Let me answer the easy ones first, yes i have chisels, very nice set from LV, Bob will be pleased because I've more LV tools than anything else.

Alf, I get you point on the shoulder plane and have further looked at the larger LN.

I have taken a look at the LV LABP, looks very nice, I notice Brimarc are changing extra for the little knobs. Do like the side grips, maybe get more control with that one. See if Philly can pursuade me to stay with the LN after our demonstration.

can't seem to find the Clifton 4 1/2 smoother at Axminster (who I usually deal with), looked in a few other places but can't find one.
Question with its lone base could the Clifton #5 Jack plane substitue?

Good advise on the scraper holder, should follow your lead and make one.

What a busy day I'm having.

Waka
 

Alf

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ROTFL, Chris! :lol:

Waka, point your browser to Classic Hand Tools for the #4 1/2; Mike Hancock got them before anyone else. Might also be worth mentioning, as you're basing your info on Axminster, that Tilgear have better prices on the L-N planes and also stock the L-N tenon saws.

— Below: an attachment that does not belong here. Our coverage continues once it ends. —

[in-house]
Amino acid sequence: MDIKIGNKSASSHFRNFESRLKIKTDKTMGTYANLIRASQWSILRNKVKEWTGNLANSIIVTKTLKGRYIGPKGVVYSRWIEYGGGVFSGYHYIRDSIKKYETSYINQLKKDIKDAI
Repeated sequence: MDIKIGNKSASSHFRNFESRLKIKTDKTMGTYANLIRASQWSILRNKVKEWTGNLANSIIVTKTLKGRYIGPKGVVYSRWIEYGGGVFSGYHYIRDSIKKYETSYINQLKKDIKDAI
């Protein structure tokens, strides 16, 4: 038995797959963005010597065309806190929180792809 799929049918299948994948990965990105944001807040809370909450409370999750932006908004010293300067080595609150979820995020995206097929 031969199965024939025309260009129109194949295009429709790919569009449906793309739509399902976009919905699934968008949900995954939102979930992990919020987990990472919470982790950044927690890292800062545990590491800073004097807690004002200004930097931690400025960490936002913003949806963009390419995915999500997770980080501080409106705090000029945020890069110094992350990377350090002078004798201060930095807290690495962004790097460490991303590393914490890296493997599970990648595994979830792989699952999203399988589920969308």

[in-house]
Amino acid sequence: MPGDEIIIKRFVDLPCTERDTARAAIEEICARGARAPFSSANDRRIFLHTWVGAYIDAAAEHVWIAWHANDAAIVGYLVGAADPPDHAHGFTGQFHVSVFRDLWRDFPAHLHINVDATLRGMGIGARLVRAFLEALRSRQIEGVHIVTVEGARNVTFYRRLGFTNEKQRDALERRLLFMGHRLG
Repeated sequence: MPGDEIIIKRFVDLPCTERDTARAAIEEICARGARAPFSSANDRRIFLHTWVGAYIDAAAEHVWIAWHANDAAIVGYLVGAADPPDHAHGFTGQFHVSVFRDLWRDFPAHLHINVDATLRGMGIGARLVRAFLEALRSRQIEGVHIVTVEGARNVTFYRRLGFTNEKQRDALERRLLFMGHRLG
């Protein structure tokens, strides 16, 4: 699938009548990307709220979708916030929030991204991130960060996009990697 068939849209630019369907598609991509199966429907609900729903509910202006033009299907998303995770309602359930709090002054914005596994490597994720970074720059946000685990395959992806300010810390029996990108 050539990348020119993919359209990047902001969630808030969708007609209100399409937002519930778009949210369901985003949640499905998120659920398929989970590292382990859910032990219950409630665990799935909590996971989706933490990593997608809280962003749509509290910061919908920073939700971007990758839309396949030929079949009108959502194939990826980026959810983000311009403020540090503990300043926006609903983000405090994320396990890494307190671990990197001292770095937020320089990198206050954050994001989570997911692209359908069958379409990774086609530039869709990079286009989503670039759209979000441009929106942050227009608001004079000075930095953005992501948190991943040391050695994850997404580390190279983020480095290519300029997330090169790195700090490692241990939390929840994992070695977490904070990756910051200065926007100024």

Funnily enough a recent post to The Porch sums up very nicely my feelings about substituting a jack for something else. The whole text is here but the extract I'm referring to is:
As noted above, a jack is not a jointer. Neither is it a smoother. This is not just the SGFH talking here - you really need different planes for different jobs. When I started, I had a modern (blue) Stanley jack plane that I did everything with. It didn't take me long to realize that no matter how I adjusted it to make it do all the jobs, it was never going to be very good at being anything other than a jack plane. It was way too short for jointing, and couldn't really be tuned enough to make a decent smoother (and it was a bit long for that as well). You can get by with it for a while, but when people talk about the glass smooth surfaces that they are achieving with their planes, it's not a jack plane they are talking about.
It'd do as a stop gap, but you can't beat an out and out smoother for smoothing. And as this is a wish list I say "pish tush" to stop gaps. :wink: Not, of course, to disuade you from a jack plane as well, and I wonder if Axminster still have the reduced price on the Clifton #5...? (I love the smell of greased slopes in the morning. Or afternoon. The evening's good too. Not so bad at night come to think of it.)

Cheers, Alf
 

Chris Knight

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Alf":3l2hrvni said:
Tilgear have better prices on the L-N planes and also stock the L-N tenon saws.Cheers, Alf
The 14 inch model is the Magnum 44 of backsaws. On paper it's not a heck of a lot larger than the next one down but it feels like a completely different beast. I tend to get out my tablesaw when I need this kind of firepower
 

Midnight

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re veritas scraper holder.....

it's a nice piece of kit.... well worth it if you're into preventin charcoal fingertips and severely knackered thumbs.... lets you focus on the job.... rather than the pain you're inflicting on yourself..